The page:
- Sharp falls another 11 percent after Foxconn deal in doubt
- Insurers close week as best performers among Topix groups
Japanese stocks rose, posting their first back-to-back weekly gain since November, as the yen and crude steadied while finance ministers gathered for a Group of 20 meeting.
The Topix index climbed 0.3 percent to 1,311.27 at the close in Tokyo to finish the week 1.5 percent higher. The yen was little changed on the week, trading at 112.63 per dollar. Higher oil prices and strong data on U.S. capital goods triggered a rally for U.S. equities, while shares in Shanghai rose on Friday after a 6.4 percent plunge the previous day.
“The biggest reasons for the gradual return of the risk-on trade are stability in oil prices and better U.S. economic indicators,” said Soichiro Monji, chief strategist at Tokyo-based Daiwa SB Investments Ltd. in Tokyo. “At least for now we’re seeing firmness in Chinese shares, and as long as that continues it won’t become a negative catalyst."
E-mini futures on the S&P 500 Index were little changed after the underlying equity gauge closed 1.1 percent higher on Thursday, jumping in afternoon trading as banks resumed their rebound from a selloff to start the year. Data showed January’s durable goods orders rose the most since March, boosting the greenback against the yen and easing concerns since the end of last year that factories were in full retreat.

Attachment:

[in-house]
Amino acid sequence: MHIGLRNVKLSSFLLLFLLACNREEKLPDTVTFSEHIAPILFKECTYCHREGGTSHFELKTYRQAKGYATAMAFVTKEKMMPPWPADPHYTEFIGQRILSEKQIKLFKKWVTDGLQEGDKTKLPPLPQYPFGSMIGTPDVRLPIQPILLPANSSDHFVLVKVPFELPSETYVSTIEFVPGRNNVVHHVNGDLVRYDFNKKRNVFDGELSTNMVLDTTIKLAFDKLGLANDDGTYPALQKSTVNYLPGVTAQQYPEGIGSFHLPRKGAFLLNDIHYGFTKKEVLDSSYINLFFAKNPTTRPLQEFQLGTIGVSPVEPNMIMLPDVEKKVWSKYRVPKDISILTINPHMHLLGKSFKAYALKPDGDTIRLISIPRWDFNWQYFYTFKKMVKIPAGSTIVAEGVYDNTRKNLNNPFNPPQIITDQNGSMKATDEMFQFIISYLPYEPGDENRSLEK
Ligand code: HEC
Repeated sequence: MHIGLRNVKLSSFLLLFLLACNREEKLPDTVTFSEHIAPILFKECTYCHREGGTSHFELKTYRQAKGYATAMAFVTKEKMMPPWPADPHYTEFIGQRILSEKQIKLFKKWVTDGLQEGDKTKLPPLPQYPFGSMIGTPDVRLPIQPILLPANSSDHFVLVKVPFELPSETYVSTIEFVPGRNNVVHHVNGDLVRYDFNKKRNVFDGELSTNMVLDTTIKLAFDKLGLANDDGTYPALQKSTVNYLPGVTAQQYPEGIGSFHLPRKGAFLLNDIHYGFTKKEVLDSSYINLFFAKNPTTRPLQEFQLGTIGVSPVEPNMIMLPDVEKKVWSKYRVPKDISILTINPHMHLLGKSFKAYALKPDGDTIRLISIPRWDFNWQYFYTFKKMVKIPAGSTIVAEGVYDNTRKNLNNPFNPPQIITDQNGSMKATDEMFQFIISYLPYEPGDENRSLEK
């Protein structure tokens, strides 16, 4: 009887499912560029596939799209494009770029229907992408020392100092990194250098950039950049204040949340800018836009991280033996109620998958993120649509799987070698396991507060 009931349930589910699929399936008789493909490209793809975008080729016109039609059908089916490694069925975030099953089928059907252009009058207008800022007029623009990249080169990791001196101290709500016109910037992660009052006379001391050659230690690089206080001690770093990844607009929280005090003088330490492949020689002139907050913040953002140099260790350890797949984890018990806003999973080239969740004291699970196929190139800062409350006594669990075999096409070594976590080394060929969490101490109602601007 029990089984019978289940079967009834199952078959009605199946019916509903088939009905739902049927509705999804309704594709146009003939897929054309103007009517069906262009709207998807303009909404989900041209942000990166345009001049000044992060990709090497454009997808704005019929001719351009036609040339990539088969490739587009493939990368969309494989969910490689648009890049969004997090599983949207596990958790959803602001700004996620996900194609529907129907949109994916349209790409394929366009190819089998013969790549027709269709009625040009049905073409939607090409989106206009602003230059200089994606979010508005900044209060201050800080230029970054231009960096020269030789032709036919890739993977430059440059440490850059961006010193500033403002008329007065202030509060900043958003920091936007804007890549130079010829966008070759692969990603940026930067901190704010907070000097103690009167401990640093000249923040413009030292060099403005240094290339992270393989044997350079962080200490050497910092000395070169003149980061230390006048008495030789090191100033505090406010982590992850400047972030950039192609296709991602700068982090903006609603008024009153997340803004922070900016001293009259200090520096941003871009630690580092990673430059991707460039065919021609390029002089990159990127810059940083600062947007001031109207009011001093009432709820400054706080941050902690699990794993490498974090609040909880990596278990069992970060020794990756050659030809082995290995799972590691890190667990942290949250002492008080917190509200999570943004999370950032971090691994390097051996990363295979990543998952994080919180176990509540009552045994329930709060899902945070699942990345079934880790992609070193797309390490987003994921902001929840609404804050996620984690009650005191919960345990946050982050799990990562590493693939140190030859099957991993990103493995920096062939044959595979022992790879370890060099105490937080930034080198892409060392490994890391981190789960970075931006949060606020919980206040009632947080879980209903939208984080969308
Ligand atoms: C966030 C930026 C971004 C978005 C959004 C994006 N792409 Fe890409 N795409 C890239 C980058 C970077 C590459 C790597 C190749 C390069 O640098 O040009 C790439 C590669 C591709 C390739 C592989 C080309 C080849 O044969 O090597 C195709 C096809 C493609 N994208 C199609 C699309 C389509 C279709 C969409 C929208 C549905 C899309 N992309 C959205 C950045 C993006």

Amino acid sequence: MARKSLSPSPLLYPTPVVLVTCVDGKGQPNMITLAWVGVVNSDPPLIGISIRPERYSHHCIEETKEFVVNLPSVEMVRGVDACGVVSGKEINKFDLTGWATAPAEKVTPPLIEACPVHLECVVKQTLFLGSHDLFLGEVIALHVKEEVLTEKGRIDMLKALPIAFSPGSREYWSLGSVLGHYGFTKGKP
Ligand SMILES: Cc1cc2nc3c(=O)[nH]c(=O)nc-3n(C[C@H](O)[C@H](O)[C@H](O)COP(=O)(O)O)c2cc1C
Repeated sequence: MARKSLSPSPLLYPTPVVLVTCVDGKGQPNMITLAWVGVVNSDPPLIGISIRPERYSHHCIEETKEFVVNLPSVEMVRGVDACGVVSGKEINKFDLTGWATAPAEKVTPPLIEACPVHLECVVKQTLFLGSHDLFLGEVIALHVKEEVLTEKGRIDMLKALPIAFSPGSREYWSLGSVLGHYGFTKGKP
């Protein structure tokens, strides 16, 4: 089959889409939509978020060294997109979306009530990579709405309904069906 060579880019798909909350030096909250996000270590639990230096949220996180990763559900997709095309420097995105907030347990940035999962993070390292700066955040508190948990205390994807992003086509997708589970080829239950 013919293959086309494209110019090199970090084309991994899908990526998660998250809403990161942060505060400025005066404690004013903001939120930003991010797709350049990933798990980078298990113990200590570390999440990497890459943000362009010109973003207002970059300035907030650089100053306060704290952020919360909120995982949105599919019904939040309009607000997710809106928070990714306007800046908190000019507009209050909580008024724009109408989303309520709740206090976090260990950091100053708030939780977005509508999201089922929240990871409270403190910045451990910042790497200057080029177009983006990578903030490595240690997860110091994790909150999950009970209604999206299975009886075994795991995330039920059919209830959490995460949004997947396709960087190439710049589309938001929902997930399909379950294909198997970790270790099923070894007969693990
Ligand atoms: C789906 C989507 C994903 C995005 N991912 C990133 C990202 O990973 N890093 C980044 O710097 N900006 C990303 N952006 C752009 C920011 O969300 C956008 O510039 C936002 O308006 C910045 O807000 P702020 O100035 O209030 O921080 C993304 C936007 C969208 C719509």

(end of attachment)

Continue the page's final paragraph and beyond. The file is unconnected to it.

“U.S. manufacturing has been a worry for investors, so a recovery there is a positive catalyst,” said Masayuki Doshida, a senior market analyst at Rakuten Economic Research Institute.
Eyes on Shanghai
The Shanghai Composite rose 1.2 percent on Friday. Investors sifted through remarks from policy makers gathered in Shanghai for the G-20 talks, with China’s central bank head saying that policy makers still have room to act on the monetary front. Germany’s finance minister doused expectations, saying he opposed any fiscal stimulus plan from the G-20 and instead sought to focus on structural reforms to strengthen national growth rates.
The positive trend “shouldn’t end even if we see nothing concrete come out at the G-20 and we see a temporary correction,” said Daiwa’s Monji.
Sharp Corp. tumbled 11 percent after a deal with Foxconn Technology Group appeared at risk just hours after the Taiwanese firm won a vote to take control of the Japanese electronics maker. Foxconn said it won’t finalize a deal until the situation involving “new material information” is resolved. Friday’s drop added to Thursday’s 14 percent loss, which came after the initial announcement of the deal.
Sharp’s biggest competitor Japan Display Inc. surged 7.9 percent, reversing Thursday’s 1.4 percent loss.
Eighteenth Bank Ltd. soared 11 percent after agreeing to merge with Fukuoka Financial Group Inc. Final terms of the deal are expected to be agreed by August. Shares of Fukuoka Financial lost 2 percent.
Insurers, this week’s biggest winners in the Topix, extended gains despite a Goldman Sachs Group Inc. downgrade of several firms. Dai-ichi Life Insurance Co. rose 2.7 percent.
The New York brokerage also upgraded Hitachi Capital Corp., sending shares 7.1 percent higher. Goldman cited higher returns from overseas operations at the lender.
DeNA Co. fell after Morgan Stanley Mitsubishi UFJ Securities Co. lowered its price target on the gamemaker, saying details of future products from their tie-up with Nintendo Co. remain “murky.” Shares of DeNA lost 6.5 percent, while Nintendo slipped 1.6 percent.
Japan’s consumer prices excluding fresh food showed no gain in January after rising 0.1 percent in the previous two months, according to a report Friday by the statistics bureau in Tokyo. Stripping out energy and food, the gauge rose 0.7 percent.